world hepatitis day

First, most who are infected feel perfectly healthy. As many as 75% of the Americans living with hepatitis B or C do not
A cure exists for HCV. We can't let cost barriers to accessing life-saving medication impose a death sentence. The time is now to expand access to all who need it.
The global hepatitis community is coming together for the 6th annual World Hepatitis Day on Tuesday July 28th. This year's campaign is called 4000 Voices, referring to the fact that 4000 people die every day due to hepatitis B and C.
We've come a long way in laying the foundation to address this deadly disease. As I complete my tenure as ASH, I am moved by the public health legacy around viral hepatitis that has developed during my time in office.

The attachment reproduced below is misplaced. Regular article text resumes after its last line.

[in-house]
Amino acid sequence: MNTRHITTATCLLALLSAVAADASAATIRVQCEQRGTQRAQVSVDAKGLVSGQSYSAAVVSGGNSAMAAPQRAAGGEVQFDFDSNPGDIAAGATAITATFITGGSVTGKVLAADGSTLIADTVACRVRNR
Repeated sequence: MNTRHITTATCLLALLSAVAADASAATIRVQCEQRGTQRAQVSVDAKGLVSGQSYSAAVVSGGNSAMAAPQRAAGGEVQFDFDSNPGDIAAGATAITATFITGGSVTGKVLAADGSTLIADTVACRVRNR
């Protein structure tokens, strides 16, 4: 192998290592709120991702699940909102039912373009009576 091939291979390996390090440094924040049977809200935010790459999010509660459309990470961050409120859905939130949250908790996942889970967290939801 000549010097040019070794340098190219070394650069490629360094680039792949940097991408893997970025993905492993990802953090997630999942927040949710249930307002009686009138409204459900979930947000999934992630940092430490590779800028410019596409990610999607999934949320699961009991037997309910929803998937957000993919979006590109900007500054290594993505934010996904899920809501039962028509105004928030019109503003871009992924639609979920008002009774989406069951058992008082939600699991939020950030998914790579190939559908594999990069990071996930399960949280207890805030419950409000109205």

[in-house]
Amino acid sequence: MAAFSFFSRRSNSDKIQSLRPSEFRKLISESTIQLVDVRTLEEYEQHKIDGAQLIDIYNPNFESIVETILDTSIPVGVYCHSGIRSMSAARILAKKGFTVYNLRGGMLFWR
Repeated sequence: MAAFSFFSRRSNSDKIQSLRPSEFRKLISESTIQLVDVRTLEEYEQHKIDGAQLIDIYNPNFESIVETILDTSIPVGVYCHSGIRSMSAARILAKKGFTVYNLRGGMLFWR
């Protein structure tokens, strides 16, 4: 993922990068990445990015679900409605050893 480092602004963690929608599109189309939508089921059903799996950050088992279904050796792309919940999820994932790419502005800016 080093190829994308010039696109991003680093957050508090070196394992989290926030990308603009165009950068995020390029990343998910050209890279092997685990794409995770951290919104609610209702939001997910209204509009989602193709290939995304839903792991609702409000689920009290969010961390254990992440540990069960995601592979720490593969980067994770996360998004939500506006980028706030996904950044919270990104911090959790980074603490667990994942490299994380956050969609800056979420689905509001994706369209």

A landmark public-health achievement -- stopping suffering and death from end-stage liver disease and liver cancer, while reducing and even eliminating new infections -- is well within our grasp. But we must commit to this plan and work fast.
I was stunned when I learned that hepatitis kills 1.4 million people every year, making it one of the world's top-10 killers along with ischemic heart disease, HIV/AIDS and lung cancer.
We know that political commitment and community mobilization can make the difference. For those who say that treatment is too complicated or that pharmaceutical companies will always prioritize profit over people, we should say: we've been here before.
For too long, viral hepatitis, an epidemic that doesn't necessarily make headlines, has steadily and silently affected the lives of millions of Americans.